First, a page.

Female members say Libya peace process power-sharing deals risk rise in sectarianism

UN-led peace talks contain the highest number of women, who are pushing for a national vision

UN HEADQUARTERS, NEW YORK, NY, UNITED STATES - 2017/03/15: Zahra Langhi from the Libyan Women's Platform for Peace speaks with the press.  In conjunction with the 61st meeting of the Commission on the Status of Women, a panel of advocates for women's empowerment from the Middle East held a press briefing at UN Headquarters in New York. (Photo by Albin Lohr-Jones/Pacific Press/LightRocket via Getty Images)
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Women involved in the Libyan peace process want an end to power-sharing deals they say will increase sectarianism in the country and keep women out of decision making.

The United Nations is leading the Libyan Political Dialogue Forum, which aims to agree a road map to elections at the end of 2021.

The 75 participants in the process, selected by the UN after months of consultations with Libyans from all over the country, must agree on a unified transitional government that will oversee the vote.

Among them are 18 women who are human and women's rights activists, lawyers, parliamentarians and female representatives of the State Council.

The ousting of former Libyan dictator Muammar Qaddafi in 2011 left a power vacuum that was filled by the Tripoli-based Government of National Accord (GNA) and Khalifa Haftar’s eastern-based Libyan National Army (LNA).

Previous diplomatic efforts aimed at ending the war failed, meaning the latest round has come farther than any other in forming a conclusion.

Rival Libyan governments sign peace agreement

Rival Libyan governments sign peace agreement

Libya’s warring factions signed a ceasefire deal last month that called for the withdrawal of all foreign forces from the country for a minimum of three months, as well as a prisoner exchange.

Some of the women involved in the process feel the process is focusing too much on the formation of a transitional government and not enough on the long term.

"The crisis in Libya is multidimensional, that's why the country needs a comprehensive approach," Zahra' Langhi, a women's rights activist participating in the dialogue, told The National.

"Yes you will need state building but what is going on with us is not state building at all, it’s power sharing just like in Iraq and Lebanon."

Some officials in Iraq and Lebanon believe that sectarianism has paralysed political, economic and social progress in both nations as politicians desperately cling on to power instead of working together.

Sectarian tensions in Iraq peaked after the fall of former leader Saddam Hussein in 2003 where various politicians achieved little because of violence directed at the country's ethnic and religious minorities.

What Libyans need is a nation-building process that is associated with national identity and not only political and civil rights but social and economic rights, said Ms Langhi, co-founder of the Libyan Women’s Platform for Peace movement.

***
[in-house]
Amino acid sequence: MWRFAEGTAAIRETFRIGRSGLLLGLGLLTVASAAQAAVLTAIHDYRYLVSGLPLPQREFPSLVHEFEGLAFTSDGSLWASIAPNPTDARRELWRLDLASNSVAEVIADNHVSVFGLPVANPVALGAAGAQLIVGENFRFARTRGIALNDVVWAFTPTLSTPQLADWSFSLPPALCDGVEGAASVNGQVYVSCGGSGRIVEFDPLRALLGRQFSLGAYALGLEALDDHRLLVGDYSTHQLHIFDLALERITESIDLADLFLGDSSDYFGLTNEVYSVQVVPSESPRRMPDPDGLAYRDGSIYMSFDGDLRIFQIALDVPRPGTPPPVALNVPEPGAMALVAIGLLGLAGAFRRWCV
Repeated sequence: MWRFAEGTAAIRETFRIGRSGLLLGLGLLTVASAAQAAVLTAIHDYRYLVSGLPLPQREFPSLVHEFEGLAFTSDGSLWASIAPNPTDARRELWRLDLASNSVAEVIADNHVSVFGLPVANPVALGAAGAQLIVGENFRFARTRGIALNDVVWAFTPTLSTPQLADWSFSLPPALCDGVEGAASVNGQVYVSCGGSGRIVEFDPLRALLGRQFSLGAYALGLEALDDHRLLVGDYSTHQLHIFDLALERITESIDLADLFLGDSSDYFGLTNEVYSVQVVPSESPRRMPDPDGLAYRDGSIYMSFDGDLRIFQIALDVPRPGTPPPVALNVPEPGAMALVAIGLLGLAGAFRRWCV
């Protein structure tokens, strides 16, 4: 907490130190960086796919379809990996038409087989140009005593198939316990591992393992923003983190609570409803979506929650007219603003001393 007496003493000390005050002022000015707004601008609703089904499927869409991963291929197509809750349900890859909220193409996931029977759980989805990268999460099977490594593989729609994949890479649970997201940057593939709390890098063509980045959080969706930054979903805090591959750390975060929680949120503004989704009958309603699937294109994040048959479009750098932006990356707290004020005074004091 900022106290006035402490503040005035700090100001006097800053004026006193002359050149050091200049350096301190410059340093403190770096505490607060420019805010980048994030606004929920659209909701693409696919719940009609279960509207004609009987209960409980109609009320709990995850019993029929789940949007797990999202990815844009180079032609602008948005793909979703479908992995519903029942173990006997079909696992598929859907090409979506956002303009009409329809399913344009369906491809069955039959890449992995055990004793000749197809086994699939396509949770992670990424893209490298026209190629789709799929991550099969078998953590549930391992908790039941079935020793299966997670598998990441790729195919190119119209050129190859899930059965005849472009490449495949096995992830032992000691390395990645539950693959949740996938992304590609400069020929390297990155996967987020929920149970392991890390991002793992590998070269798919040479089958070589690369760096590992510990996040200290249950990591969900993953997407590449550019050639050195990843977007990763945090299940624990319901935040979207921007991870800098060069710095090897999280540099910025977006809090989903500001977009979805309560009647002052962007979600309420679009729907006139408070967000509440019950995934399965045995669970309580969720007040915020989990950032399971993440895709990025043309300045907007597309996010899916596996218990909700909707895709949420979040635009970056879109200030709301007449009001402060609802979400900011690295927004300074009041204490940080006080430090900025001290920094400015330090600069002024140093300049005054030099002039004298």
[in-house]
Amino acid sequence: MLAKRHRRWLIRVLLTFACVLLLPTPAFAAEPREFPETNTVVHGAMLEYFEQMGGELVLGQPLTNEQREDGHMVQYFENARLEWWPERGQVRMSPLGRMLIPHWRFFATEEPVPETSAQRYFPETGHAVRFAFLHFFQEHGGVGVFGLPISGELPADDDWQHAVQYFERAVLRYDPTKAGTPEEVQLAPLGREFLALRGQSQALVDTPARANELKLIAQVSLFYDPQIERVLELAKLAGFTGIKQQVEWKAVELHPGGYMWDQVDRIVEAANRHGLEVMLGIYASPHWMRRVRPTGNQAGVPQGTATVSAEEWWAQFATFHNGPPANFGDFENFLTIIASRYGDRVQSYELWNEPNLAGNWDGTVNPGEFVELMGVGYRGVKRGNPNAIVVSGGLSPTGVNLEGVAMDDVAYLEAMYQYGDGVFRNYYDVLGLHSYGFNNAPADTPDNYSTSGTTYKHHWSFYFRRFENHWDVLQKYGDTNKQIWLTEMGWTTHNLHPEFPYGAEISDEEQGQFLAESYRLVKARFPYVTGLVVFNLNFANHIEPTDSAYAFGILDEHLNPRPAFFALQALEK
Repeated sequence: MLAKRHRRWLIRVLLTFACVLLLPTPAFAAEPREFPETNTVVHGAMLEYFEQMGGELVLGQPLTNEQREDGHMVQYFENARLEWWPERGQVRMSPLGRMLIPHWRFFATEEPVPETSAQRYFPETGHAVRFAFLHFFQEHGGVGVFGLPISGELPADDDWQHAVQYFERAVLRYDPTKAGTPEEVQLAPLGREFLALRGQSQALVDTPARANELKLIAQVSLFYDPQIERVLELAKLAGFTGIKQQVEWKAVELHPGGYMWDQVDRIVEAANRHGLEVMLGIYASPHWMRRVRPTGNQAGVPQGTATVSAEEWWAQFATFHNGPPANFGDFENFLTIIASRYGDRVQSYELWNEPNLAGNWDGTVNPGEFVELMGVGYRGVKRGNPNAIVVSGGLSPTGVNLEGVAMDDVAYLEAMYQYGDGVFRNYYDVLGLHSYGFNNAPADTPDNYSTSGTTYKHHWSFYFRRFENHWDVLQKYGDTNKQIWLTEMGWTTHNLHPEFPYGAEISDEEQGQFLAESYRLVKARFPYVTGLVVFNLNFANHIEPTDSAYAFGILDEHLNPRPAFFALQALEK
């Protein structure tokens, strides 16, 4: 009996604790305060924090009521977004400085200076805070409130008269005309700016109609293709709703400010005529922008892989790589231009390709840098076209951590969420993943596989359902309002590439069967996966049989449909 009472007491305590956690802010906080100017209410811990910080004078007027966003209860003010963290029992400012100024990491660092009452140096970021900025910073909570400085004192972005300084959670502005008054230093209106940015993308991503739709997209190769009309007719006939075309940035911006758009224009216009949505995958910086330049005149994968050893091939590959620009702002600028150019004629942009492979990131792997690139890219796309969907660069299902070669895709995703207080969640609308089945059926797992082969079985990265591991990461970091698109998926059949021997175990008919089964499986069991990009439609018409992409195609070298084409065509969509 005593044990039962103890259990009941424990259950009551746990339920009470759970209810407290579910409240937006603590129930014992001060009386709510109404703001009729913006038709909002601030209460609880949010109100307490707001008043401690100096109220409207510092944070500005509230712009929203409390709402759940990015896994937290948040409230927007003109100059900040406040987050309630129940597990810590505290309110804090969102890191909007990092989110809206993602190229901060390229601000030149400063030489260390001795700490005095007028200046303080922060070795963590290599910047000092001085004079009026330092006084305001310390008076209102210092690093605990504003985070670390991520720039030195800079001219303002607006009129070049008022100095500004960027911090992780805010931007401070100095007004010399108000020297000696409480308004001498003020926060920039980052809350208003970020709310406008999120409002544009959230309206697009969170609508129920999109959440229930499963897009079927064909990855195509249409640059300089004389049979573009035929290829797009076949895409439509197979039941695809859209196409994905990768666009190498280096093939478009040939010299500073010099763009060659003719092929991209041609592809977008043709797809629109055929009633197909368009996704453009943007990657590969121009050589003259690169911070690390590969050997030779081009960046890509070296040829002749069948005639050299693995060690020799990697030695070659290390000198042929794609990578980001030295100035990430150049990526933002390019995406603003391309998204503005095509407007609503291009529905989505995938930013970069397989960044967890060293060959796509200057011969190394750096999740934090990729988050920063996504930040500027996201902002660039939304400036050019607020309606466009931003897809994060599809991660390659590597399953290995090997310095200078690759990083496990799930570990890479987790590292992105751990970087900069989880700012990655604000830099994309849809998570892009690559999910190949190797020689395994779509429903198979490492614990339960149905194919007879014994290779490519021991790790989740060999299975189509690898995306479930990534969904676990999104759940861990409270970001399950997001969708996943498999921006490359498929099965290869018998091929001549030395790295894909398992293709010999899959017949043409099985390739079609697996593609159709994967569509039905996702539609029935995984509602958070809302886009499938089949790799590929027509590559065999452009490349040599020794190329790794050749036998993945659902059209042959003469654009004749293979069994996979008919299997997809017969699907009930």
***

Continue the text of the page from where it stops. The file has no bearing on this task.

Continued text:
Libya’s national charter must address the root causes of the crisis, she said, and that it needs to form a national identity, address conflict-related sexual violence and violence against women.

“If these are not addressed then we are not scratching the surface – this is not sustainable peace,” she said.

Women’s role in Libya’s road map

The dialogue has so far established a road map that locks in 30 per cent female representation in the next government, Lamees BenSaad, a member of the political dialogue, told The National.

“I see this as a great achievement. We will have a good position and stance in the next government,” she said.

Members also discussed the possibility that one of the next prime minister's deputies will be a woman, she said, asserting that "this will happen".

Ms BenSaad said the men at the negotiating table are broadly supportive of including women in high-level positions.

"There's been men on the table who have been advocating a big role for women to work in, they have even called for a female prime minister," she said, something never discussed in previous talks.

For the very first time, men on the table are “feeling the heat”, Ms Langhi said.

“We have been pushing for this for some time, we aimed high to suggest that someone from the presidential council should be a woman,” she said.

But Ms Langhi said the proposed Cabinet positions are set up like a "muhasasa system" whereby seats in government are divided between various ethno-sectarian groups around the country.

Women involved in the process are calling for a different approach, she said.

“They don't share power, they keep it within themselves and their inner circle, we need to have a shift of paradigm, to move away from power sharing,” Ms Langhi said.

“We want fresh faces based on technocrat criteria.”

Ms BenSaad said that from her previous experiences the female members of the dialogue have not seen “such seriousness from the 75 participations” to find some solution to the conflict.

“I want the country to unite under one sovereign national government that will ensure that Libyans get their democratic rights,” she said.

Both women hope that having a strong female participation in the dialogue will ensure a strong female presence in the next government and ministries.

"Women are not out to get an equal slice of the cake, they are out to change the recipe," Ms Langi said, adding that female participation will make peace talks and decision making less corrupt and more transparent.